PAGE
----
WASHINGTON (AFP) – US President Barack Obama’s Republican foes geared up Monday to spurn his call for more spending to boost sputtering US job growth, calling instead for painful cuts to deflate the swollen US debt.
Obama planned to use his yearly “State of the Union” speech to the nation on Tuesday to call for new investments in education and infrastructure to help the United States thrive in an increasingly harsh global economic jungle.
“We’ll take a look at his recommendations. We always do. But this is not a time to be looking at pumping up government spending,” Republican Senate Majority Leader Mitch McConnell told Fox News Sunday.
“The investment needs to occur in the private sector,” Republican House Majority Leader Eric Cantor told NBC television on Sunday, warning that even the Pentagon’s giant budget would not be spared as lawmakers seek savings.
“The only way we’re really going to get unemployment down and get out of this economic trough is through private sector growth and development. I think excessive government spending, running up debt, making us look like a Western European country is the wrong direction,” said McConnell.
But Democratic Senator Dick Durbin, his party’s number-two in the Senate, noted that Obama had inherited the worst economic downturn since the Great Depression of the 1930s and that unemployment appeared to be on the retreat.
“We’re at least moving in the right direction. The president I’m sure in the State of the Union address will make it clear, his highest priority is putting America back to work, making sure that our nation is more competitive,” he said told Fox News Sunday.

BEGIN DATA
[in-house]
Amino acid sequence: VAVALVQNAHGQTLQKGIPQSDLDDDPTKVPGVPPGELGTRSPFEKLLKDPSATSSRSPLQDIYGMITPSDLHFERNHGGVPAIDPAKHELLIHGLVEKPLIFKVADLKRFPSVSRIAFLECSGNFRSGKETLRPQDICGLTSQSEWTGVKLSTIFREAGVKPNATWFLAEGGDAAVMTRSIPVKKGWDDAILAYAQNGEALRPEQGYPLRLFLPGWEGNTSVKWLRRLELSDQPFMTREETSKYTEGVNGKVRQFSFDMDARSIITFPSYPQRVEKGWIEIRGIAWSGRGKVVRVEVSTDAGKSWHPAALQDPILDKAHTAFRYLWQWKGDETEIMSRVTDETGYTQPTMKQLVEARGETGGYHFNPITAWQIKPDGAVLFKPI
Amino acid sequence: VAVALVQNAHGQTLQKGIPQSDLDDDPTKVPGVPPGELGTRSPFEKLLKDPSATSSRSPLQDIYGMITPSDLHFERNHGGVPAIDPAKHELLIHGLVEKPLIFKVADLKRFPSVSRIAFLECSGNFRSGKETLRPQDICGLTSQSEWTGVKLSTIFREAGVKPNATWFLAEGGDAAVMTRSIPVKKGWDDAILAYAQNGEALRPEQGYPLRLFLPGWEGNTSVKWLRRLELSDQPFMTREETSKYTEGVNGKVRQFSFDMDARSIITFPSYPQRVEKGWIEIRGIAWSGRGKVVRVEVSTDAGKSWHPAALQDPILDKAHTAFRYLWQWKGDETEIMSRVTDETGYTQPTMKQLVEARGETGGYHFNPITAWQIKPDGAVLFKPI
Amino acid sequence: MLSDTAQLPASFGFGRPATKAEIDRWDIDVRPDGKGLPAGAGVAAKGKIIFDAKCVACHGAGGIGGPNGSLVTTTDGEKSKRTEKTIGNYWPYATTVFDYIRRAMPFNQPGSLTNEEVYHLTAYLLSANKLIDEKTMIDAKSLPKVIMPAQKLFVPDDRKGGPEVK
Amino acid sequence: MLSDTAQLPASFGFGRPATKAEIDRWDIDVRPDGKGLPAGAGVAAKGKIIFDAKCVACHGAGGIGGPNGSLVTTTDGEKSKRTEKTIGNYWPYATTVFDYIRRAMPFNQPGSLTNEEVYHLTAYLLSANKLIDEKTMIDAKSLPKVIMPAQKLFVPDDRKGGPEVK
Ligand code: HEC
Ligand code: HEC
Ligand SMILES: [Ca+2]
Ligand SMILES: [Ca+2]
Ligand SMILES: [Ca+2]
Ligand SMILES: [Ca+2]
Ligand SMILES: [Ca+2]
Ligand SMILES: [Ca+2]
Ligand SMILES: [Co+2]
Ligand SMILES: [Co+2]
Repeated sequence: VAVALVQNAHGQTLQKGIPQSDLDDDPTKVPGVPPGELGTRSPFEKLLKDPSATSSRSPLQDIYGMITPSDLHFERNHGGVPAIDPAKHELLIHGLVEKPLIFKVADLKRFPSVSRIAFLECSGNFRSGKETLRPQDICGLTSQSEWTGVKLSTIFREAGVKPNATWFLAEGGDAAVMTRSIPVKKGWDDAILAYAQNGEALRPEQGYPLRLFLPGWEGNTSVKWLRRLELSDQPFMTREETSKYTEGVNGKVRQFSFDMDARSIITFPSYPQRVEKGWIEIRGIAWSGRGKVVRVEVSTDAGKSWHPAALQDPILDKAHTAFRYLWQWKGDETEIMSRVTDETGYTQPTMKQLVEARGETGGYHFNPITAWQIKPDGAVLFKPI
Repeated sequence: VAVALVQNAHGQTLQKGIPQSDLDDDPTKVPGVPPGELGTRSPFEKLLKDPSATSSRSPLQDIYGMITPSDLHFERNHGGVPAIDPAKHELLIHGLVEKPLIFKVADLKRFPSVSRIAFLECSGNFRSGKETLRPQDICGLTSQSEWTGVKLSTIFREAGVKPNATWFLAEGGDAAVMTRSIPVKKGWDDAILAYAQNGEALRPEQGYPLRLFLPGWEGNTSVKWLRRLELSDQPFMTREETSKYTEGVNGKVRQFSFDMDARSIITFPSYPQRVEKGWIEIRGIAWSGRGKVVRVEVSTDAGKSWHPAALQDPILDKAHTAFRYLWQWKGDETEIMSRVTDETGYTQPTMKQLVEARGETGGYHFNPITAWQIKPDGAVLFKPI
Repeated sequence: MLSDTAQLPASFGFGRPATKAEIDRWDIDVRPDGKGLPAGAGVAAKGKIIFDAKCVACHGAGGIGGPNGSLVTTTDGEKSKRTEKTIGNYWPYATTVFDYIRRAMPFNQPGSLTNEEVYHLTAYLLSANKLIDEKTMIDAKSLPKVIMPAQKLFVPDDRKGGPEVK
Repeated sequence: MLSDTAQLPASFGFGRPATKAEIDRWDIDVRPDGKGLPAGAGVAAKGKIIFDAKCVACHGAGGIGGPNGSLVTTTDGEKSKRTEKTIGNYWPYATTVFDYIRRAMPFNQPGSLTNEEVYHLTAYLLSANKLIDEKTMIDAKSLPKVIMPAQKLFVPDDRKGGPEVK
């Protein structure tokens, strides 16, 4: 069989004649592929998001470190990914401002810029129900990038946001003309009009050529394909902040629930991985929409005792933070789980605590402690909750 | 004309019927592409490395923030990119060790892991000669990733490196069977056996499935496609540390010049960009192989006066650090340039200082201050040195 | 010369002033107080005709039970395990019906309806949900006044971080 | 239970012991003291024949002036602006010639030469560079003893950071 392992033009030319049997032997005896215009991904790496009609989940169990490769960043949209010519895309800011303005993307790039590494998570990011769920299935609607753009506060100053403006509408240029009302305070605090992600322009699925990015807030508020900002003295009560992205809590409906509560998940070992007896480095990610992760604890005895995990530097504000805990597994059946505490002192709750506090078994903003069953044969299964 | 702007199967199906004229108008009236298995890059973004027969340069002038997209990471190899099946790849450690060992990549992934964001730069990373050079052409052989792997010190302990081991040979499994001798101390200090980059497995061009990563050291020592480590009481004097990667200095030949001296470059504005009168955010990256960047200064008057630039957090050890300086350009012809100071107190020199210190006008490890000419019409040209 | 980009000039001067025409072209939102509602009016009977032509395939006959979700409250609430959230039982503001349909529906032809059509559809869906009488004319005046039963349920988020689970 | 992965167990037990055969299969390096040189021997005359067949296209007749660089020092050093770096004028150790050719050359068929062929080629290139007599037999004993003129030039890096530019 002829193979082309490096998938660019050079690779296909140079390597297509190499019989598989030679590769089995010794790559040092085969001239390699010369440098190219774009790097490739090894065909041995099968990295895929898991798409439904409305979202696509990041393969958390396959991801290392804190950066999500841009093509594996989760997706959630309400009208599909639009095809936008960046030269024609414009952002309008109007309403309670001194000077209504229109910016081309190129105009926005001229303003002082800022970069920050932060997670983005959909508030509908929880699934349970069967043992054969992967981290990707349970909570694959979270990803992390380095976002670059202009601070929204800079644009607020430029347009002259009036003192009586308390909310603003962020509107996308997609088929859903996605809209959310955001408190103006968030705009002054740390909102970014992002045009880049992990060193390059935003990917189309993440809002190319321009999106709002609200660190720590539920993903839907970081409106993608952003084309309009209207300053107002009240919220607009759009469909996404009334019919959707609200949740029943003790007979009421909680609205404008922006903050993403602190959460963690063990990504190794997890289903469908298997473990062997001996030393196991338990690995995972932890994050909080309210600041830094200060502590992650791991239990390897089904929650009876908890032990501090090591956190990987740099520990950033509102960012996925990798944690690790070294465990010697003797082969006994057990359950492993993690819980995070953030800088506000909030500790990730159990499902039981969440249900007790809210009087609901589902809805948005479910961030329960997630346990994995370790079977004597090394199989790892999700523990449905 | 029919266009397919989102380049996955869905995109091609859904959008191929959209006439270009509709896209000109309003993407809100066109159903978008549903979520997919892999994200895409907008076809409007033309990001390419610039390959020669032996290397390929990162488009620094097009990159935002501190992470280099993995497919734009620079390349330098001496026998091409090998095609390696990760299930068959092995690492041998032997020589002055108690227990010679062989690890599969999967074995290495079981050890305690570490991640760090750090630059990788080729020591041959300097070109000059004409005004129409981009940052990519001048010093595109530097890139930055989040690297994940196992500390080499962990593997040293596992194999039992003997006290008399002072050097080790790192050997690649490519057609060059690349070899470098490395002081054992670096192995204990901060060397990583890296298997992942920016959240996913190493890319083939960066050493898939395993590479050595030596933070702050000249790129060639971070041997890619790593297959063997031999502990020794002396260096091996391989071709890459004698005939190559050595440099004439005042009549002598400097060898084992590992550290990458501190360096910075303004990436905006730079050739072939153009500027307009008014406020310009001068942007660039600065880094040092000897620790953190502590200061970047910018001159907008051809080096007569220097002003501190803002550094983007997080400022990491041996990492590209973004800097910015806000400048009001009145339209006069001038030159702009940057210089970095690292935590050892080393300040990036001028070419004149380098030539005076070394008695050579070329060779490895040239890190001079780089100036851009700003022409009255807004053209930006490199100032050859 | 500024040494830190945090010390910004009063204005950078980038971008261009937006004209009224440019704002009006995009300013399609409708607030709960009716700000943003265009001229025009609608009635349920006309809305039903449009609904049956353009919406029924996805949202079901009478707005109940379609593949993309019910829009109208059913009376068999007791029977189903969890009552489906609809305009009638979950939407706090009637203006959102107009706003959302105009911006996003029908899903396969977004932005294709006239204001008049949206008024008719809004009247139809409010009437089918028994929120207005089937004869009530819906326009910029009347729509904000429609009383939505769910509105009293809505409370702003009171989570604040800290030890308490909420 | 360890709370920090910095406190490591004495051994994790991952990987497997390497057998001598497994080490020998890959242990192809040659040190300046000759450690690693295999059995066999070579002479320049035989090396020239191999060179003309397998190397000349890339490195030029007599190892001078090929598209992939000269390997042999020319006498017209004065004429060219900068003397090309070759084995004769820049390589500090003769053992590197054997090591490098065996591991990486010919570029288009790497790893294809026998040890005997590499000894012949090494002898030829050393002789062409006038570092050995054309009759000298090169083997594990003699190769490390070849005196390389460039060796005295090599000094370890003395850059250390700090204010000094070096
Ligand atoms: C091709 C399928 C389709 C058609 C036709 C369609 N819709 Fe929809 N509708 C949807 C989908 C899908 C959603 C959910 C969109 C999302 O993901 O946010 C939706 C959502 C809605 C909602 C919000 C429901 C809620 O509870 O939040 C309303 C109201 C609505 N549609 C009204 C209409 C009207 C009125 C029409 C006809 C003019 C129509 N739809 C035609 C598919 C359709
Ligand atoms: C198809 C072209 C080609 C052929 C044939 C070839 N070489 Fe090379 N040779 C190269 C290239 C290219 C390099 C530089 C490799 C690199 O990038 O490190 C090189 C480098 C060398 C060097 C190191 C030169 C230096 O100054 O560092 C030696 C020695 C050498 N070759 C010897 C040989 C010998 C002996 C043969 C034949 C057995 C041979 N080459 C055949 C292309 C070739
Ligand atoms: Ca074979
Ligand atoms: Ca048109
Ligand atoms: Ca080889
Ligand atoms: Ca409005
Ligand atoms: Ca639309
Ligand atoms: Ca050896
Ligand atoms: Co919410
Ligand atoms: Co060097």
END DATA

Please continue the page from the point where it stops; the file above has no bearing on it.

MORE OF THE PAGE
And Durbin warned Republicans, who have warned they will oppose raising the US debt ceiling unless paired with deep spending cuts, against implementing a “doomsday scenario” that could spark a financial crisis.
But Republicans, especially those aligned with arch-conservative “Tea Party” activists, stepped up calls to slash government spending.
“With the nation nearly $14 trillion in debt, every million is worth saving. No program should be considered too big or too small to touch,” Republican Senate Jim DeMint said in a specialized publication about US politics.
And “with so many ideas to cut spending, there is no excuse to raise the debt ceiling to keep borrowing — not even the empty threat of default” on US debt obligations, DeMint said in a opinion column in the Politico.
House Republicans set the stage for a key vote Monday on a resolution that calls for cutting non-military spending to 2008 levels — before the Wall Street bailout and Obama’s massive early 2009 economic stimulus bill.
Some Republicans have expressed unease about that effort, which would lead to deep across-the-board cuts through the rest of the fiscal year that ends September 30.
And the most conservative House Republicans have proposed slicing 2.5 trillion dollars over ten years from government budgets — while rejecting any tax increase as hurting US growth.
Recent US polls have shown that the public’s number-one concern is bringing down historically high unemployment, a factor set to fuel bitter ideological feuding in divided Washington at least through Obama’s 2012 reelection bid.
The president told his supporters in a video message released over the weekend that that his televised “State of the Union” address, to be broadcast to an audience in the tens of millions, will focus on jobs.
“My principal focus, my number one focus, is going to be making sure that we are competitive, that we are growing and we are creating jobs not just now but well into the future,” he said in the message.
“And that’s what is going to be the main topic of the State of the Union,” he said.